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MIRA Festival 2022: The Day After

Text by Nicholas Burman

Lolo and Sosaku. Photo credit: Xarlene

For its 2022 edition, Barcelona’s MIRA Festival moved from the post-industrial setting of the Fabra i Coats to the rather more nondescript Fira Montjuic. While the new location may have a little less je ne sais quoi, the organizers certainly did their best to fill up the space. The large Dome, in which 360-degree video works were projected, made a big impression in the outside area, and large-scale installations and plasma screens were dotted indoors.

MIRA dubs itself a ‘digital arts festival’, and its dedication to showcasing different mediums alongside each other is certainly more observable than similar events with an art component. This year continued its dedication to showcasing a range of video, A/V and light installations which are very post-Blade Runner but also nod to fantasy game design artists such as Yusuke Naora. As if trying to make you a protagonist in an isekai story, the work tends to try and take you somewhere a little uncanny and unformidable. Lolo & Sosaku’s Torqué, a battered car perched at a steep angle upon scaffolding, smoke coming out of its emptied window frames as if it has recently been crashed and left to burn, was one of the more striking sculptures. 

Of the light installations, Tiler Gab’s O became one of the more popular places at the festival for people to make Instagram stories. A beam of projected light passed through an elongated ‘O’ that hung from the ceiling. It’s a nice meditative piece, but its mood probably didn’t benefit from being surrounded by half-drunk people most of the time. Elsewhere, Maxime Houot’s large-scale Ataraxie (meaning “piece of mind”) presented red lasers being shot out of numerous rotating arms. The arms first moved minimally and glided before picking up steam, creating complex webs of light, and descending into a Fibonacci spiral. Meanwhile, the soundscape mixed wooshing, tidal effects with an intense techno melody. The piece generates an impression of mutating forms and structures.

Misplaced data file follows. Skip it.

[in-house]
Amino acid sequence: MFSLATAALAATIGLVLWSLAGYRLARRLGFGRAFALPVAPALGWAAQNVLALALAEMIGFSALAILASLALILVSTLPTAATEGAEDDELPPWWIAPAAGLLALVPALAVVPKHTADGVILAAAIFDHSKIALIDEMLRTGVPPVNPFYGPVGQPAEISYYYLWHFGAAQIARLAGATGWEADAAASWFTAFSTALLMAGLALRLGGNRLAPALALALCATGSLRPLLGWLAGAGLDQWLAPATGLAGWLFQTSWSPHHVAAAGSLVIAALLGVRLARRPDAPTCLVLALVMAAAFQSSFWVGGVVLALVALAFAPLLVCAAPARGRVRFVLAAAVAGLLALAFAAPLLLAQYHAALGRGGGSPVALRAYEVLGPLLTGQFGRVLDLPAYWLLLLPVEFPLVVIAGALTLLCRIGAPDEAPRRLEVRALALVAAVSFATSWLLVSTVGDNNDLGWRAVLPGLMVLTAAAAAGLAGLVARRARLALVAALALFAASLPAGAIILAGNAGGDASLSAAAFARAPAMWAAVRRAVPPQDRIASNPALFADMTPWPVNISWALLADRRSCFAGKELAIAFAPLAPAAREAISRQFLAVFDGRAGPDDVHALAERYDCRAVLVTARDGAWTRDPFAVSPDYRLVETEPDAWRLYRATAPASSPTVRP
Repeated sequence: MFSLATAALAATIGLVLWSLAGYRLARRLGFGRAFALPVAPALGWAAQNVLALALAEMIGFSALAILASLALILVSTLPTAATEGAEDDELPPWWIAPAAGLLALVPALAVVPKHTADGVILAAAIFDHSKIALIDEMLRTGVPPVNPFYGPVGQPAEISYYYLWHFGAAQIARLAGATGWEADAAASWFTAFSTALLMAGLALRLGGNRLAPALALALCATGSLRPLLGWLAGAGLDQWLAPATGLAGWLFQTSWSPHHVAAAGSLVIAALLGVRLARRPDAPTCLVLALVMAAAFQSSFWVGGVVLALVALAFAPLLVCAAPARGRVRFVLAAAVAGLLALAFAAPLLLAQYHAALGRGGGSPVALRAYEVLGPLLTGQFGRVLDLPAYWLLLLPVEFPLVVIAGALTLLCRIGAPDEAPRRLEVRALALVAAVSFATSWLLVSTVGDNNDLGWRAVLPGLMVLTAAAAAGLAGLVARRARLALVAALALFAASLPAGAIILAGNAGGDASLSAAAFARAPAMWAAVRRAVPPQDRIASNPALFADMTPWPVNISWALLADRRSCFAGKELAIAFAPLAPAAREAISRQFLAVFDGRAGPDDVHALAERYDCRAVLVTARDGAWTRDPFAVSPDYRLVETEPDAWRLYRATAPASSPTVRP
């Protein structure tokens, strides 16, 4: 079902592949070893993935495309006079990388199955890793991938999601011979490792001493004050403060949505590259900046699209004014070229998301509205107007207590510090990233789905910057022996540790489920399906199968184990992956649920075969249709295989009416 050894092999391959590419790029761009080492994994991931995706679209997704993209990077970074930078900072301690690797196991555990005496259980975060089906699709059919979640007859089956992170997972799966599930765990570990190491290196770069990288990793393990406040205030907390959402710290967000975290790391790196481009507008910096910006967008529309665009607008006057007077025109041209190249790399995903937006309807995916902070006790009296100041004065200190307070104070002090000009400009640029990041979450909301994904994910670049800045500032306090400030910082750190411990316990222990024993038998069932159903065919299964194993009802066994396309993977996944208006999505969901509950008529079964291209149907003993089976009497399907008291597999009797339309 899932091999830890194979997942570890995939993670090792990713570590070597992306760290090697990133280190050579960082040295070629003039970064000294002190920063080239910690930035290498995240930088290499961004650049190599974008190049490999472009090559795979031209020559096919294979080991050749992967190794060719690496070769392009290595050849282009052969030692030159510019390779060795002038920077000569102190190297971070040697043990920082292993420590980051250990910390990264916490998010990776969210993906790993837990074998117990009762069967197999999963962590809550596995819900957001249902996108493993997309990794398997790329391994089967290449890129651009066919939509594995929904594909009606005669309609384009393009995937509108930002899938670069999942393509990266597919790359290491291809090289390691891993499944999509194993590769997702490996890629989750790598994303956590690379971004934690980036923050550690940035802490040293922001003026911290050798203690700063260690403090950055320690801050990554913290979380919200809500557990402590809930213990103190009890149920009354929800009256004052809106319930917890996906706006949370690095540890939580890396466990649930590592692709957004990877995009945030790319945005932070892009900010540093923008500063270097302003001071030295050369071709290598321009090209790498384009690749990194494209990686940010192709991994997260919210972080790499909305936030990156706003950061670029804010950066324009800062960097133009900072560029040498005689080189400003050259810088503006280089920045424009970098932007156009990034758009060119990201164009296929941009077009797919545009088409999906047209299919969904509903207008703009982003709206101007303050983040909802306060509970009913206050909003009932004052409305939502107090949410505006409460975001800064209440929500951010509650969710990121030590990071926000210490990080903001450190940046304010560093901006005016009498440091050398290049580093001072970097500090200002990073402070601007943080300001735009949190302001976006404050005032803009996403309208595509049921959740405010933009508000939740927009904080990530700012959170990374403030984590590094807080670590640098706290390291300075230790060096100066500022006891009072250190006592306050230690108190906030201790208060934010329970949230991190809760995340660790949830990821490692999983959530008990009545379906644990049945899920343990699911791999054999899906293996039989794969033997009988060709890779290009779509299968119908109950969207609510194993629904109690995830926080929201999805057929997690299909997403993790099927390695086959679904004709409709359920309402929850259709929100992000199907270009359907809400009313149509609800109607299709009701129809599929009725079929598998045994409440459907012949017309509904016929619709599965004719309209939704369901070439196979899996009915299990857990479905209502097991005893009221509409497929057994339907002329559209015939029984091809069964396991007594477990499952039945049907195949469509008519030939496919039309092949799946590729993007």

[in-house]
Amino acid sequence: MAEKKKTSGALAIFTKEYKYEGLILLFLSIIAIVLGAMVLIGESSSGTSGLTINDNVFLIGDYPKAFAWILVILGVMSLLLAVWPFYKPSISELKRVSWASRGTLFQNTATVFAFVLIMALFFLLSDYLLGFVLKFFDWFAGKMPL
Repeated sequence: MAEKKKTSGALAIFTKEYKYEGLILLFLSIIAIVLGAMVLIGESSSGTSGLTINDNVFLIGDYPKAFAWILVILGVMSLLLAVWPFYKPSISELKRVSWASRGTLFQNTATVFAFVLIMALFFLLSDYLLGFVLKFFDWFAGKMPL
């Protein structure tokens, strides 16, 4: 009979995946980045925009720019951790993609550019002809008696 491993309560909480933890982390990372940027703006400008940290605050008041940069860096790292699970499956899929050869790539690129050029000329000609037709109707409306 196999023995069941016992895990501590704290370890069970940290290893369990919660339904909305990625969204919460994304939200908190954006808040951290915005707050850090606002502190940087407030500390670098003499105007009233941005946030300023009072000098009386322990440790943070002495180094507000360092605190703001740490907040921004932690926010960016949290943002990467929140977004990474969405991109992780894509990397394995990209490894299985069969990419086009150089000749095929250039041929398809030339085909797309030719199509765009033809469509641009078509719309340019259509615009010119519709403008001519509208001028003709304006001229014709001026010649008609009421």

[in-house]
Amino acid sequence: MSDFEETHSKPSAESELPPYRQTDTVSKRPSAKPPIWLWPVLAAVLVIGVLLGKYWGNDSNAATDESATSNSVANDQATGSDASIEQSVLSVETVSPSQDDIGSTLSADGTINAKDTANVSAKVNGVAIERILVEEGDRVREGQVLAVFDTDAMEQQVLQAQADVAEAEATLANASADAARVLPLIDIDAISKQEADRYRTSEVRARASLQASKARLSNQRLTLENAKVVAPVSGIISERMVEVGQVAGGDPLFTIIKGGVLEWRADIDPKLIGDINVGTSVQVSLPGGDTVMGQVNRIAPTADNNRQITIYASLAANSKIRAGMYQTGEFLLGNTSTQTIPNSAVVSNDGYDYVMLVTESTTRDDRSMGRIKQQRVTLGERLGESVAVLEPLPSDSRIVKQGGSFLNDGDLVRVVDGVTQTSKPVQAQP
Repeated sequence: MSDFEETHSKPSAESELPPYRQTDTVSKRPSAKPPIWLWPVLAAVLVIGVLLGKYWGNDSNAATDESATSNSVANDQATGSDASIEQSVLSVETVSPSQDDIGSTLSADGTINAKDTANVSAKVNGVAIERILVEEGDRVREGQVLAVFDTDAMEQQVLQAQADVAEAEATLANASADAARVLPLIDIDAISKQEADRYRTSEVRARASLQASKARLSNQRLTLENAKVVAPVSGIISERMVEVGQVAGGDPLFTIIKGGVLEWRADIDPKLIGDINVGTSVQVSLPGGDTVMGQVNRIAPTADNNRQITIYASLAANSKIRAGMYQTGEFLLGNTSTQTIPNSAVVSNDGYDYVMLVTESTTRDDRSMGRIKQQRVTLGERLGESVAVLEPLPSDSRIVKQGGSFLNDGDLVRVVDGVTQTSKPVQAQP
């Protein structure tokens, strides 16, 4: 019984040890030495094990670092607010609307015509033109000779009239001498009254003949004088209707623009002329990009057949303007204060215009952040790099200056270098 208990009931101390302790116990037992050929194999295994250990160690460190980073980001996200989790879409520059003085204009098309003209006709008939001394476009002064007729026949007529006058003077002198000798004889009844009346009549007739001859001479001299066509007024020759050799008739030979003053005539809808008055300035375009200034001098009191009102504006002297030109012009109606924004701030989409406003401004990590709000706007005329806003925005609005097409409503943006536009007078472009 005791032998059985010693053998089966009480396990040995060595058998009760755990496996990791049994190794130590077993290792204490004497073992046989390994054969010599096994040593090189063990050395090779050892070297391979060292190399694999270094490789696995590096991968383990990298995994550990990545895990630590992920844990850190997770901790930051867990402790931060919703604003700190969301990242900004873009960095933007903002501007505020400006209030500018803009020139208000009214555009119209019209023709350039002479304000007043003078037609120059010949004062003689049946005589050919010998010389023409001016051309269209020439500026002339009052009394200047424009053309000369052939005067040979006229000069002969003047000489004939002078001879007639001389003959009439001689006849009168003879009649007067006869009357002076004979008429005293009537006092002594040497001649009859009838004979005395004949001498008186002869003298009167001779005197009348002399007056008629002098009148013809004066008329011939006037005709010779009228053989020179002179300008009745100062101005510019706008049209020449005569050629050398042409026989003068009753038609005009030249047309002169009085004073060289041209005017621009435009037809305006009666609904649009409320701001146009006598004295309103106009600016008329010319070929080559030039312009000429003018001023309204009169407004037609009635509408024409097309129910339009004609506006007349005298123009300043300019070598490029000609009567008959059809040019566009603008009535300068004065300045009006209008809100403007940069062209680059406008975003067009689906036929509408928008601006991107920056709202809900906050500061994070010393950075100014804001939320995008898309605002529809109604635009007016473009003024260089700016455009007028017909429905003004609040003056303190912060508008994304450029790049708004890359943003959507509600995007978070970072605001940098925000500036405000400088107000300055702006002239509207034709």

Structures were also being deconstructed in the Dome. Shoeg’s Exo explores the universe after humanity has disappeared and all our shit is floating around, the debris and moulding waste supporting new alien forms of life. The sense of epic space the piece produced was really impressive, even if the reliance on glitchy aesthetics felt a little out of place. 3D studio Onionlab, on the other hand, went all in for a glossy resolution image. Its Paradoxa moves through cascading metallic beams before transitioning into a world of morphing and gothic churches and clock mechanisms. The imposing electro soundtrack is composed by Unai Lazcano, the one-time keyboardist of the Spanish band Delorean. 

On the music front, the two days generally kicked off with artists who use synths as part of an ensemble. Moin provided a gloriously grizzly and grungey noise on Friday. Reminding me of Sonic Youth and Mogwai, their lack of crowd interaction was certainly fitting for a group so indebted to the post-rock scene. Saturday opened up with the Spanish group Somos La Herencia. Despite taking a while in between songs (we guessed there might have been some tech issues), the four-piece built up an engrossing, antagonistic energy that kept heads bobbing at speed.